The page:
[COLUMN] Termination during approved medical leave may be illegal

Is employee’s travel an abuse of medical leave?

Q: I HAD surgery and my employer approved the doctor-prescribed 6 weeks of medical leave. While on leave, I travelled to the Philippines to stay with family members who could assist me while I recovered. When I came back to the U.S. I received several messages from my employer demanding I go back to work right away. The employer apparently learned that I had gone out of the country, thought I went on vacation, and became upset. I called the employer and was told since I did not return to work as instructed, I had resigned. Is this right?  

A: No, the facts that you narrated do not support a lawful termination. Your employer approved your doctor-prescribed medical leave. If the employer had questions about your continuing need for reasonable leave accommodation, the employer had a duty to engage you in interactive process.

Under California law an employer may not terminate an employee based on disability, medical condition, or pregnancy. Disability includes physical disability, mental disability or a medical condition. If a disabled employee is unable to perform work duties, the employer must engage in a timely interactive process. This means that the employer must communicate with the employee to determine if reasonable accommodation is needed or continues to be needed.

There are those who believe that some employees abuse the leave process by applying for medical leave while they actually go on vacation. However, the vast majority of employees who file medical leaves do so because it is necessary. The issue now is if an employee files medical leave, and then leaves the country while on leave, did the employee then forfeit their right to medical leave?

The answer is, not necessarily. One may incorrectly assume that someone who is ill or disabled should not be able to travel or go on vacation. For example, an employee who is recovering from surgery may spend their recovery time sitting and reading by the beach in Hawaii and still comply with doctor’s orders to rest. However, if the employee was found hiking Mt. Fuji based on social media postings, then there could be a reasonable inquiry into whether the employee was abusing the leave process. In other words, simply because an employee who went on medical leave travelled out of the country on an apparent vacation, does not necessarily mean the employee lied about their need for leave accommodation.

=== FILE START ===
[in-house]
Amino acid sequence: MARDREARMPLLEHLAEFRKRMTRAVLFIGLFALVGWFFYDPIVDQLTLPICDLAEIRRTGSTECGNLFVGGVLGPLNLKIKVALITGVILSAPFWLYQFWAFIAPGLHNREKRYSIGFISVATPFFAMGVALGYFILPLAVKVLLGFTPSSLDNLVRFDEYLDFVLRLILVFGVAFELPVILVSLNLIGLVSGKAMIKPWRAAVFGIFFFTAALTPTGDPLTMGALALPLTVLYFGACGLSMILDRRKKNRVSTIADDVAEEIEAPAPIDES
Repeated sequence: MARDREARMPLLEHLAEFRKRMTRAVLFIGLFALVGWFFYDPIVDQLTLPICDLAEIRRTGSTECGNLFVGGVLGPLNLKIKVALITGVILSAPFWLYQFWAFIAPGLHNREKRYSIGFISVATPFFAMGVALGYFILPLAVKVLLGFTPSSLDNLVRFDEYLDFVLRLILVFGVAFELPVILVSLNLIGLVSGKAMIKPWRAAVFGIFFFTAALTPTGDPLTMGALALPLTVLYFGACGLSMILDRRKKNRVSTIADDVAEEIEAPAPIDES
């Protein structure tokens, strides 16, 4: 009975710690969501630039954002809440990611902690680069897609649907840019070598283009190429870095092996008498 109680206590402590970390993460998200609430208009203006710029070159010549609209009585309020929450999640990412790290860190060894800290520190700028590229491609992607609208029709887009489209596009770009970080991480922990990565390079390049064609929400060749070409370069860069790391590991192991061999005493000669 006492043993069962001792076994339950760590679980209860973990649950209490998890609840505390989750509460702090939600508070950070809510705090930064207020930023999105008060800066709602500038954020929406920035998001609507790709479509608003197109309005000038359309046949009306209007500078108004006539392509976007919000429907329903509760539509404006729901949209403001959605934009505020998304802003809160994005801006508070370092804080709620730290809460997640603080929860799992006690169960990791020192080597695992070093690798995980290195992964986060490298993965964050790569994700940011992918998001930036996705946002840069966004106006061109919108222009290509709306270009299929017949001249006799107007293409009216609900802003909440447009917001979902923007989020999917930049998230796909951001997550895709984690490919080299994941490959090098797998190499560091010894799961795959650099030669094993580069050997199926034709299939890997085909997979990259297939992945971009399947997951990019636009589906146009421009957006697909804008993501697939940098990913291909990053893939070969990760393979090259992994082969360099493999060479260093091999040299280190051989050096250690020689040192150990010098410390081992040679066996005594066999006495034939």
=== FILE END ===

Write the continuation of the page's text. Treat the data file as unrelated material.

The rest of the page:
Consider the following case reported by the Daily Journal and other news media:

Oscar Mayorga worked for Porterville Unified School District as a custodian for 18 years. He was diagnosed with diabetic peripheral neuropathy. In May 2017, due to complications from diabetes, his medical provider deemed it appropriate for him to go on medical leave. He submitted his doctor’s note to the employer and he went on medical leave for five weeks.

During his medical leave, Mayorga visited his brother in Nicaragua, who also had diabetes. The employer learned that Mayorga was out of the country. The employer tried to contact him to demand that he return to work within less than 24 hours. However, Mayorga did not know the employer was trying to contact him. When Mayorga did not report back to work within five days, the employer deemed him absent without leave. He was then considered to have resigned from his employment.

Mayorga sued the employer for wrongful termination, claiming that his termination violated the California Family Rights Act (CFRA), which allows employees to take protected leave because of their disability or medical condition. Mayorga argued that the employer objected to Mayorga leaving the country while he was on medical leave, and thus considered him absent without leave. However, Mayorga’s note from his doctor demonstrated he couldn’t work and needed the medical leave.

The case went to trial. After two weeks, the jury returned a verdict in favor of the employee, awarding him loss of earnings in the amount of $242,000, future loss of earnings of $78,000, emotional distress damages of $576,000, and future non-economic damages of $384,000. His total jury award was $1,280,000.

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The opinions, beliefs and viewpoints expressed by the author do not necessarily reflect the opinions, beliefs and viewpoints of the Asian Journal, its management, editorial board and staff.

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The Law Offices of C. Joe Sayas, Jr. welcomes inquiries about this topic. All inquiries are confidential and at no-cost. You can contact the office at (818) 291-0088 or visit www.joesayaslaw.com or our Facebook page Joe Sayas Law. [C. Joe Sayas, Jr., Esq. is an experienced trial attorney who has successfully recovered wages and other monetary damages for thousands of employees and consumers. He was named Top Labor & Employment Attorney in California by the Daily Journal, consistently selected as Super Lawyer by the Los Angeles Magazine, is the recipient of PABA’s Community Champion Award, and is a Presidential Awardee for Outstanding Filipino Overseas in 2018.]

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